* Cover up the attack, hiding it from observers.
* Devalue the target.
* Reinterpret the attack, describing it as something else or as someone else's responsibility.
* Use official channels, such as authoritative pronouncements or official inquiries, that give the appearance of justice.
* Intimidate or bribe participants, thereby discouraging action against those responsible for the attack.
Israel did a fairly decent job of this regarding Gaza and Operation Cast Lead, I think. They take advantage of a lot of ambiguity and have been aided by Hamas' steadfast commitment to violence and stupidity. In this case, however, they are rudderless because the people they attacked were from the international community, in international waters, and clearly on a humanitarian mission.
They certainly have tried hiding the attack as much as possible, but their attempts have been short circuited by ubiquitous cameras and social networking applications. Live tweets and Youtube videos also make it hard for the IDF to devalue the target (they're terrorists), reinterpret the attack (poor defenseless commandos), use official channels (IDF Spokesperson vs Twitter legion), and intimidate participants (they've given in on show trials for the activists).
Further complicating things for Israel is the fact that violent repression rarely has the intended effect. Generally there is a backlash, and this situation is no exception. Beyond activists continuing the waves of aid missions, the worst case has come true geopolitically because they have not been able to spin their way out of the massacre:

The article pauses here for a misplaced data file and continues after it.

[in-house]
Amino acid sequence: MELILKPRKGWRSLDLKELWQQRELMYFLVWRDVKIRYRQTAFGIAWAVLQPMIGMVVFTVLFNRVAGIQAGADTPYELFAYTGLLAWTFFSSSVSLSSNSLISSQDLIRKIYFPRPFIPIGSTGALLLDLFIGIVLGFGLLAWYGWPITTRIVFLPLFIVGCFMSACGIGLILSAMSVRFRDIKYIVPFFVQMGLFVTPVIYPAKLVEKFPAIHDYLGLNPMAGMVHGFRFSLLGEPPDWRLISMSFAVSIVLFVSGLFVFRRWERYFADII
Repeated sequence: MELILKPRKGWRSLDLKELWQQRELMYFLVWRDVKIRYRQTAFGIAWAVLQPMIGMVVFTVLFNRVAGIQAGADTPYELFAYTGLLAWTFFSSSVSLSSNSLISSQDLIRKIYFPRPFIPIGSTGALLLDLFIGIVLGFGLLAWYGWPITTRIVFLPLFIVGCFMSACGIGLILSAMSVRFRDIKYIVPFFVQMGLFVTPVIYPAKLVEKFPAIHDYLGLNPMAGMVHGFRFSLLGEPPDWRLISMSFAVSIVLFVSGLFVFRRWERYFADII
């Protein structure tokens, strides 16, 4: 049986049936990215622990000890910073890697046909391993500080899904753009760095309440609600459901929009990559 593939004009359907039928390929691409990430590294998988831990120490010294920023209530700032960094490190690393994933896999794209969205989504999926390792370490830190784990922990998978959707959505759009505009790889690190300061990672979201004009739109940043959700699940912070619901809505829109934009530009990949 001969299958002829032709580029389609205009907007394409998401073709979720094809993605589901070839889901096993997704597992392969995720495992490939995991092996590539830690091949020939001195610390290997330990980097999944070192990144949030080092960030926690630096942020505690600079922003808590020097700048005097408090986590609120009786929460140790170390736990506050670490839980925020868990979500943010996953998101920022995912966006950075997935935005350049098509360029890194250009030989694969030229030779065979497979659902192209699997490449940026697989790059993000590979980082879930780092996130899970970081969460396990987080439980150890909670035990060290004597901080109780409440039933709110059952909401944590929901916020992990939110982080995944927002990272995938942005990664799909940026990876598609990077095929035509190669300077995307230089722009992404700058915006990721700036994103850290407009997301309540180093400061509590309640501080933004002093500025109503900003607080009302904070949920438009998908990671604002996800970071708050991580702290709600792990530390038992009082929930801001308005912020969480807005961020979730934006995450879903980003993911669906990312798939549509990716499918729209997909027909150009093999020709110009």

* Under severe pressure, Egypt, which has blockaded Gaza by land for its own political reasons, has opened its borders (at least for now), a move that is likely to facilitate more weapons shipments than the most extreme estimates of potential smuggling from the Mavi Marmara would have supplied.
* Turkey, the only predominantly Muslim country that regards Israel as an ally, has recalled its ambassador from Tel Aviv amid massive anti-Israeli protests in the streets of Istanbul.
* Prime Minister Benjamin Netanyahu, who was on his way to Washington to discuss the resumption of Palestinian peace talks with President Barack Obama, had to go home (for obvious reasons), and the prospect for renewed diplomacy—which had gained much support in the region—has, to say the least, diminished.
* The case for tighter sanctions against Iran, to the extent that they involve sympathy with Israel's security concerns, has been dealt a setback, just as the U.N. nuclear agency has announced that Iran has enough fuel to build two A-bombs (though the fuel still needs to be enriched).
* The U.N. Security Council has condemned Israel's actions, and countless aid groups, including no doubt several that are hostile to Israel, are sailing toward Gaza, as if to dare the Israelis to fire on them too and, in any case, to deal another blow against the legitimacy of the blockade.
In sum, in order to keep one ship from delivering aid directly to Hamas—and, as Ha'aretz put it, choosing "the worst of all possible options" to do so—Israel has plunged itself into the deepest state of isolation that it's experienced in years.
This goes to show just what happens to a regime when it refuses to study anything except violence. People talk a lot about "existential enemies," but while they keep harping on provocative activists delivering water purifiers and wheelchairs and Israel's need to defend itself from such dangers, they miss the only real existential enemy Israel has: itself.